John Woodward Philip, born in Kinderhook, Columbia County, New York, 26 August 1840, was appointed Midshipman 20 September 1856 and graduated from the Naval Academy 1 June 1861. During the Civil War, he served in Santee, Marion and Sonoma until September 1862 when he was ordered to Chippewa, attached to the South Atlantic Blockading Squadron. While serving in Chippewa, he was wounded during operations against Charleston, S.C., July 1863. He commanded Texas from 18 October 1897 to 29 August 1898. During the Spanish-American War, his ship, with Marblehead, led the attack and silenced the fort on Cayo del Toro, Guantanamo Bay, 15 June 1898. On 3 July 1898, in command of Texas, he participated in the Battle of Santiago Bay, in which Cerevera’s Spanish Fleet was destroyed off Santiago de Cuba. He was advanced five numbers in grade 10 August 1898 for eminent and conspicuous service in battle. From 3 September 1898 until 28 December 1898, he served as Commander 2nd Squadron, North Atlantic Fleet, flying his broad pennant in New York. Commencing 14 January 1899, he was in command of the Navy Yard and Naval Station, New York and was promoted to Rear Admiral 3 March 1899. While serving in this duty, Admiral Philip died suddenly 30 June 1900.
(DD–76: dp. 1,090; l. 314’4”; b. 30’6”, dr. 8’8”; s. 35 k.; cpl. 134; a. 4 4”, 1 3”, 12 21” tt. cl. Wickes)
The first Philip (DD–76) was laid down by the Bath Iron Works, Bath, Me., 1 September 1917; launched 25 July 1918; sponsored by Mrs. Barrett P. Philip; and commissioned at the Boston Navy Yard 24 August 1918, Lt. Comdr. John F. Cox in command.
After being fitted out at Boston, Philip reported to Commander Squadron Two, Cruiser Force, 1 September 1918, to escort convoy HX–47 across the Atlantic, returning from Buncrana, Ireland, under orders of Commander, U.S. Destroyer Forces operating in European waters. She was flagship of Submarine Hunting Group stationed at the Coast Guard Station, Cold Spring, Cape May, N.J. 28 September–11 October. She steamed to Europe with convoy HX–54 which sailed 27 October but returned to New York, 20 November.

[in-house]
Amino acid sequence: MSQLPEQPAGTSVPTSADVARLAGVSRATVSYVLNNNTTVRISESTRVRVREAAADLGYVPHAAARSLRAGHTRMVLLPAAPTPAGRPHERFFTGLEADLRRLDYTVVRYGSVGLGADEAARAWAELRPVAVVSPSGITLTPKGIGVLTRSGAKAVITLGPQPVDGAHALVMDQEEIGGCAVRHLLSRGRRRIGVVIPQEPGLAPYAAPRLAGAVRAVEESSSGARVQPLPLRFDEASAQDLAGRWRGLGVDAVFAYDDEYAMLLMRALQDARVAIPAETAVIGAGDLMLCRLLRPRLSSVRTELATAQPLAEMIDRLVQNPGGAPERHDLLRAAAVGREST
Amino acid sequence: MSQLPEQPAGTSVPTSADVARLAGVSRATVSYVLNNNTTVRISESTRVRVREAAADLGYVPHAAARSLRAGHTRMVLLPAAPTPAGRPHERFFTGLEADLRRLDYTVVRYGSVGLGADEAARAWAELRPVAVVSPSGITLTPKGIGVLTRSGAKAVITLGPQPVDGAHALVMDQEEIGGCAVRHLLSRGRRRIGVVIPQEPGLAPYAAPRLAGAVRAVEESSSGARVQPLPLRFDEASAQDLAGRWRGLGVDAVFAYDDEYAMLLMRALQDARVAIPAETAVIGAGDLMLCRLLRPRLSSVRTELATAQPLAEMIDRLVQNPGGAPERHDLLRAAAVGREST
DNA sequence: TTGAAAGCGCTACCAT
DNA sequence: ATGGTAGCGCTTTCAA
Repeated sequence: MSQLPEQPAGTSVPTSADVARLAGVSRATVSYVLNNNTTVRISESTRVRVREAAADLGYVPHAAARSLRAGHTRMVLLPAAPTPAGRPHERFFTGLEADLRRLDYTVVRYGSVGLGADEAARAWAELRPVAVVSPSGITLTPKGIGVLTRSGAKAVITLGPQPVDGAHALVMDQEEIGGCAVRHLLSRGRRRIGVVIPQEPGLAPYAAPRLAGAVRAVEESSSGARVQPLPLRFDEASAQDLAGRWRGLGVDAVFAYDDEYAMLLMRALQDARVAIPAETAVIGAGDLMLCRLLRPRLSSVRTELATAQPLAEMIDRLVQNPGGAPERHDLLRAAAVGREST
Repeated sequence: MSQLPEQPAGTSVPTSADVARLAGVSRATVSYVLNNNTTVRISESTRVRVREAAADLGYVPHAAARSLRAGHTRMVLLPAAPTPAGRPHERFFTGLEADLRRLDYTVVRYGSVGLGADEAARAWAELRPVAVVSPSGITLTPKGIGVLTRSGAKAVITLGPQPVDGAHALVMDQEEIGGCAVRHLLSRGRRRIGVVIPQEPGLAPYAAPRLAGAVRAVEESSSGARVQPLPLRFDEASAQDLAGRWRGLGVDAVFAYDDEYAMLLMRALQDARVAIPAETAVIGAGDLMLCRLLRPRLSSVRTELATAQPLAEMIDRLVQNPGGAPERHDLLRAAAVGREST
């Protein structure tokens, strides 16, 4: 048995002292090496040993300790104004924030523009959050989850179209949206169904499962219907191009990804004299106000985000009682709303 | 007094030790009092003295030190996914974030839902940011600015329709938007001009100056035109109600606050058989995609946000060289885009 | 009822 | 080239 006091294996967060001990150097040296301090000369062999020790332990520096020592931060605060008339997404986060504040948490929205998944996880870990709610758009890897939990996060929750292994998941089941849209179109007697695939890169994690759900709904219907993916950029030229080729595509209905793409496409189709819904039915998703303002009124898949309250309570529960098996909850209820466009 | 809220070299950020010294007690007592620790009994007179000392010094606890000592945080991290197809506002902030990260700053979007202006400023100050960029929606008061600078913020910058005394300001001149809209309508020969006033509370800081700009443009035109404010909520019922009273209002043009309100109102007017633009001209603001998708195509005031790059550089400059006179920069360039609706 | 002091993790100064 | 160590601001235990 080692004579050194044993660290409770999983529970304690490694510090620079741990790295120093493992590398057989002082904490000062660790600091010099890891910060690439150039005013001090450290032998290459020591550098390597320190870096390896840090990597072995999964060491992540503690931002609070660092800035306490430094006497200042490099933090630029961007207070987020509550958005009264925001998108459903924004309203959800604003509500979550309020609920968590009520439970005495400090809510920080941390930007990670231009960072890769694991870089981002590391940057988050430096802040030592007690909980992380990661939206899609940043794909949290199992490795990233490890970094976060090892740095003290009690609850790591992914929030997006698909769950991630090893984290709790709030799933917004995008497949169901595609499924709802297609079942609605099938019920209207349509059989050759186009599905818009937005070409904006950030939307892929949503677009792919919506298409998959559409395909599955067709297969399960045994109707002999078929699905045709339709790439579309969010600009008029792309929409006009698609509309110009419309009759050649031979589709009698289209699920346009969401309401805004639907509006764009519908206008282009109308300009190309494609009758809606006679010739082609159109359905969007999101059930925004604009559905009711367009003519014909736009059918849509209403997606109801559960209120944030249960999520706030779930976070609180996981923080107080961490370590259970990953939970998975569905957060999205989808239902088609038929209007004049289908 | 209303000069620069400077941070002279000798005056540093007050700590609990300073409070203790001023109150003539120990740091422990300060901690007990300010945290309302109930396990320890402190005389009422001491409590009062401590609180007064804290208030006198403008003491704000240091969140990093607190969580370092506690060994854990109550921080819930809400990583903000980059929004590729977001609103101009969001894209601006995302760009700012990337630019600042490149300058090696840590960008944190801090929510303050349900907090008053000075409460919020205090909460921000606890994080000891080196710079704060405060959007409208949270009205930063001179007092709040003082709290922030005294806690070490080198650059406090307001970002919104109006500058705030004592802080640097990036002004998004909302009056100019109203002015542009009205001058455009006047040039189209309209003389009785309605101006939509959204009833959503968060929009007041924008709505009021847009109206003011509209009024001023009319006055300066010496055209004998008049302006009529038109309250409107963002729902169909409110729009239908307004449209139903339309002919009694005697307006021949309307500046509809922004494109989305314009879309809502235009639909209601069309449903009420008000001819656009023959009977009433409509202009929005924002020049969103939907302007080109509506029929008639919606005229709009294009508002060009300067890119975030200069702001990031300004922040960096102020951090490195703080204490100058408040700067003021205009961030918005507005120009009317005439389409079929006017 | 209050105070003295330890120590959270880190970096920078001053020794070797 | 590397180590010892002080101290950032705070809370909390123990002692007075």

Philip supported the trans-Atlantic flight of the NC–1, NC–3, and NC–4, 11–19 May 1919. With other fleet units, she had a part in Army experimental firing at Fort Hancock, N.Y. She then had orders to duty with Squadron 4, Destroyer Force, Pacific Fleet, and reported at San Diego Destroyer Base 2 August. During the next month she cruised to Pearl Harbor, T.H., and thereafter took part in division maneuvers, fleet movements and tactical exercises, cruising the west coast of the United States, South America, and Canal Zone, having special duty as assigned until 29 May 1922 when Philip was placed out of commission.
When recommissioned 25 February 1930, after her overhaul and reconditioning, Philip was attached to Destroyer Squadrons, Battle Fleet, and conducted maneuvers and gunnery practice for the Reserve Force in the San Diego area. On 3 November she arrived at Corinto, Nicaragua, enroute to the East Coast to join the Training Squadron, arriving New York Navy Yard 6 December. For the instruction of NROTC classes in the year 193 1, she made many departures from Staten Island for the New England coast, Bermuda operating area, and Naval Operating Base, Hampton Roads, Tangier Sound and Quantico, Va., before returning to New York. On 22 December she departed New York to join the Special Service Squadron which operated in the vicinity of Panama, Nicaragua, and El Salvador, for the protection of American interests. Upon being detached Philip entered Mare Island Navy Yard, and from 9 May to 30 July 1932 operated in reduced commission with Destroyer Squadron 20, Rotating Reserve.
At her base in San Diego, from 18 August, Philip operated with Destroyer Division 6, Squadron 2, Battle Fleet, engaging in intensive division training, tactics and torpedo practice, at times operating with Aircraft Battle Force. From December 1933 to July 1934 she was in reduced status as before, later serving successively with Submarine Division 12 and with Cruisers Scouting Force, and with other destroyer divisions.
In July–August 1934 Philip visited Alaskan ports, and made preparations for the Presidential Fleet Review held at San Diego in September–October 1935. Among her many duties, Philip annually participated in fleet problems, engaged in squadron and fleet tactics, acting at times as plane guard for carriers.
She decommissioned at Destroyer Base, San Diego, 2 April 1937, and recommissioned 30 September 1939 for duty with Division 64, Atlantic Squadron, which operated on neutrality patrol in the vicinity of Key West, Fla. She arrived there 11 December, and early the next year as a unit of the Antilles Detachment, she visited Dutch Indies and Venezuelan ports, as well as Guantanamo Bay, Cuba, St. Eustatius, Dry Tortugas, San Juan, P.R., St. Thomas, VA., Culebra Island, and acted as submarine escort to the Canal Zone.
Departing Key West for New York Navy Yard 23 July 1940, she was overhauled and following trials arrived at Newport, R.I., enroute to Halifax, Nova Scotia. There she was decommissioned 23 October 1940 and turned over to British authorities in the ships for bases exchange, and renamed Lancaster in the Royal Navy. Her name was struck from the Navy List 8 January 1941. She served as a minelayer and convoy escort in the Royal Navy during World War II, and was reduced to reserve in July 1945.